Before Toronto marketing account executive Rayanne Langdon joined Twitter, the idea of going to industry networking events terrified her.

"I didn't really know what networking was. You fear it. You don't want to meet people. You don't know anything about them before you meet them," she says.

But the self-confessed geek found comfort behind her computer screen, where she could take time to compose thoughtful messages and find out more about people before the initial in-person meeting. She took quickly to Twitter.

When she opened her account in early 2008, the first people she followed were a few industry leaders suggested by one of her communications professors. They posted useful comments and links related to the field, which Ms. Langdon began to mimic. Soon, people in the industry started to follow her, retweet her posts and send her direct messages.

Two years later, when Ms. Langdon was looking for a new job, she felt confident seeking help from three of her mentors - people with whom she had developed strong digital relationships.

One of those women - the first person to follow her on Twitter - had recently tweeted a job opening at her Toronto communications firm. She put in a good word for Ms. Langdon and soon after that, Ms. Langdon was being courted for the position, which she took up this month.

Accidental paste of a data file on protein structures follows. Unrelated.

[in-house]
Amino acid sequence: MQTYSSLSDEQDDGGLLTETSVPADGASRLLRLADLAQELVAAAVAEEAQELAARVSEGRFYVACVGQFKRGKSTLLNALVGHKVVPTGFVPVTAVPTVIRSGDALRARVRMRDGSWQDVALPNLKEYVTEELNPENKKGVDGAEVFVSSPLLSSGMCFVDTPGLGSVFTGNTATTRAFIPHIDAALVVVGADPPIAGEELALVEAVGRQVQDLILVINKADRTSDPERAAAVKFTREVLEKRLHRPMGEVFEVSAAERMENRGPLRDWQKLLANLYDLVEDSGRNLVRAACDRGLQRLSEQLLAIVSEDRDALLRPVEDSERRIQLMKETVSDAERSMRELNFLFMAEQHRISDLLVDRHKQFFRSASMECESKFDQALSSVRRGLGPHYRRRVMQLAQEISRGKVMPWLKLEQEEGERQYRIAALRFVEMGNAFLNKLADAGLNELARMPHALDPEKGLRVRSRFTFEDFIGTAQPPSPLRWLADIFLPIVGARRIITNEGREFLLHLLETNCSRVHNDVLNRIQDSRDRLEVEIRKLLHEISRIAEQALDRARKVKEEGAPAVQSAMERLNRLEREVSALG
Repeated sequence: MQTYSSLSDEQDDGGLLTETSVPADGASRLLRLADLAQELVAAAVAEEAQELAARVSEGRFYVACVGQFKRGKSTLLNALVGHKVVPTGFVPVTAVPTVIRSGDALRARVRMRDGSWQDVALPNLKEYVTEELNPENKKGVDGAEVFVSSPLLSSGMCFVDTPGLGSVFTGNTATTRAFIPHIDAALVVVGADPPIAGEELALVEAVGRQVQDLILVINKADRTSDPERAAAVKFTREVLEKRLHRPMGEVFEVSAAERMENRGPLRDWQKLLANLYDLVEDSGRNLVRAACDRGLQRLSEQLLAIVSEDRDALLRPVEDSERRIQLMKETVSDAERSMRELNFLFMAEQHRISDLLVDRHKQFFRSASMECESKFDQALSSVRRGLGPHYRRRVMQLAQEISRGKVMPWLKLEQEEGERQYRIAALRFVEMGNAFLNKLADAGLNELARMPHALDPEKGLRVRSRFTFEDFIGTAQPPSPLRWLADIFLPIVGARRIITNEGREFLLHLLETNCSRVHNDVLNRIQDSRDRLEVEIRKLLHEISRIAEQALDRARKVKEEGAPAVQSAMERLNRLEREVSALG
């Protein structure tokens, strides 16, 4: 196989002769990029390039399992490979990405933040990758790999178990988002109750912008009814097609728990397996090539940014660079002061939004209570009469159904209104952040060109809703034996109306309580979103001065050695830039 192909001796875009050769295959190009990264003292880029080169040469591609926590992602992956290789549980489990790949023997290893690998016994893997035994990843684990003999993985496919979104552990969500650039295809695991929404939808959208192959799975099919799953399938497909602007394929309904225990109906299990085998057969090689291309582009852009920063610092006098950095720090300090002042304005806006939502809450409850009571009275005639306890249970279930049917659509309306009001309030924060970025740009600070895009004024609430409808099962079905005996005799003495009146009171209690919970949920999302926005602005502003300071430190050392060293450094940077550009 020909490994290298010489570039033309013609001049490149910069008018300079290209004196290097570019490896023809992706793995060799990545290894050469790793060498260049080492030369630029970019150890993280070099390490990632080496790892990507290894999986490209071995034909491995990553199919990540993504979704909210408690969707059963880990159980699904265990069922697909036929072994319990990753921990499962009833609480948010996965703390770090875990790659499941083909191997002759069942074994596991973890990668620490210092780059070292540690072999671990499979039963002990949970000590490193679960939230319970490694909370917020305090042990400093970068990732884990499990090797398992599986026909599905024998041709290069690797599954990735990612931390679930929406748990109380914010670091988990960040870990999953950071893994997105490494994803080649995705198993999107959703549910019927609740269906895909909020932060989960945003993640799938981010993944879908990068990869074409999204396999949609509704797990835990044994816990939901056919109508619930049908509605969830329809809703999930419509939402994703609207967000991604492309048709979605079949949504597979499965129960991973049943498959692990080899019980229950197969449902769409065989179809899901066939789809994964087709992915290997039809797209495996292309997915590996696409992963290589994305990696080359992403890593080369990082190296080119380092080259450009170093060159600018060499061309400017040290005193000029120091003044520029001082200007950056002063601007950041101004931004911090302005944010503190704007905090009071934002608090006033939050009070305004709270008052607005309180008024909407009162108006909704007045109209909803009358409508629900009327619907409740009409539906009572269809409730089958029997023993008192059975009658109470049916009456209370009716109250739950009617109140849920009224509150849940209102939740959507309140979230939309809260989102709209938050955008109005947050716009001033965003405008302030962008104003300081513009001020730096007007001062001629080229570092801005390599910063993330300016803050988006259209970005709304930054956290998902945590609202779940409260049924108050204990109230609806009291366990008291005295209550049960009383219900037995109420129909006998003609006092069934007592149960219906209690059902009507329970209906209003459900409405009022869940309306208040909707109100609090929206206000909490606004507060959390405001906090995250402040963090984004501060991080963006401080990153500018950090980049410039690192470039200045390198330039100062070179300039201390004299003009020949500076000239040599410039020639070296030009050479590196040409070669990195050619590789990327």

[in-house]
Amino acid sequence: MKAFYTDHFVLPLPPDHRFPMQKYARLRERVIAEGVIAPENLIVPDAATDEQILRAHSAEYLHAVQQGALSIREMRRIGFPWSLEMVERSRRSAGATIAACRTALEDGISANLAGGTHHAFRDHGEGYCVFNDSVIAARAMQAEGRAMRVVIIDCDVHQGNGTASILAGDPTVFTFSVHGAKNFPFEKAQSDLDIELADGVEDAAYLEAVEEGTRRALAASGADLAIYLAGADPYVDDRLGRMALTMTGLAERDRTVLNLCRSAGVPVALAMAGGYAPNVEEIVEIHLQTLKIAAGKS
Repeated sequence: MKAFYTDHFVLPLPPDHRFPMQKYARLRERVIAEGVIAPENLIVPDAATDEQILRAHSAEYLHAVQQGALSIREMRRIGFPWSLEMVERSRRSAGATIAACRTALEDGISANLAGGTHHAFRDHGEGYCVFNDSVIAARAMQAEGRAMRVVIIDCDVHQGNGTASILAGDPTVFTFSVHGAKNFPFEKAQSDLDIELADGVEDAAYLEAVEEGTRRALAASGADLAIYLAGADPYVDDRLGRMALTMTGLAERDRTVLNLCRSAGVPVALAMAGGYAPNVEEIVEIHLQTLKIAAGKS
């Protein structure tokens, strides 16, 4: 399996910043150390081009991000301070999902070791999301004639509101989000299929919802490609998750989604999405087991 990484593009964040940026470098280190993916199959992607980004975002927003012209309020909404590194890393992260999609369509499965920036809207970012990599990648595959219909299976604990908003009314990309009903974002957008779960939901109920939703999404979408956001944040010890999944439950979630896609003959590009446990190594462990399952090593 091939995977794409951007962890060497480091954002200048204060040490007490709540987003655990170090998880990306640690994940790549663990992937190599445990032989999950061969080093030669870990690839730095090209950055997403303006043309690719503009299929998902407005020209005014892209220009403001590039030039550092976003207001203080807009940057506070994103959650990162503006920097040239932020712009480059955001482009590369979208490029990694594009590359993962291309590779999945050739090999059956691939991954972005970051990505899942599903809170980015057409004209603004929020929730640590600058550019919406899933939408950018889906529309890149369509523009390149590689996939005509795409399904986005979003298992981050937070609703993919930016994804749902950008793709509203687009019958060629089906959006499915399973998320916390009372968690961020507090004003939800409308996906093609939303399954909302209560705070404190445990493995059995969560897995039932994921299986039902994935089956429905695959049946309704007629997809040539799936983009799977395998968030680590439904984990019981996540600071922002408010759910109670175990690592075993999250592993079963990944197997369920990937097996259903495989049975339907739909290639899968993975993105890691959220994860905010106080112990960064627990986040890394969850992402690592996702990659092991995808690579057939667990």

While thousands of jobs postings are tweeted each day, mining through those posts and sending @replies to recruiters with your résumé isn't enough, says Jacob Share, author of The Ultimate Twitter Job Search Guide.

"Anybody can go to Twitter search and just search for certain keywords where you can find results," he points out. "Building your Twitter profile, building a personal brand through your personal profile, that's the way that you impress people for the long term."

Given that so many employers appreciate a mastery of social media, it's helpful to show you can use Twitter in innovative ways, he says.

Chris Kahle, 31, had been laid off from a job as an ad copywriter in Vancouver when he came up with a way to use Twitter to get the attention of an ad agency in Boulder, Colo., last spring.

Mr. Kahle turned to his 100 or so Twitter followers and some carefully selected industry blogs with a bold request: He asked them to send tweets to the agency's creative directors urging them to hire him, along with a link to his blog explaining why. He offered to donate money to charity for each tweet sent. As news of his mission spread, he started racking up hundreds of new followers.

While he was accused of being no better than a spammer on some of those industry blogs, in the end, 80 people took him up on his request. The guys at the receiving end of those tweets were impressed by Mr. Kahle's strategy and hired him.

"It's not about shoehorning an existing idea into a Twitter template," Mr. Kahle says. "It's not as simple as sending a message to people saying, 'Hey, are you hiring now?' It's about using it creatively."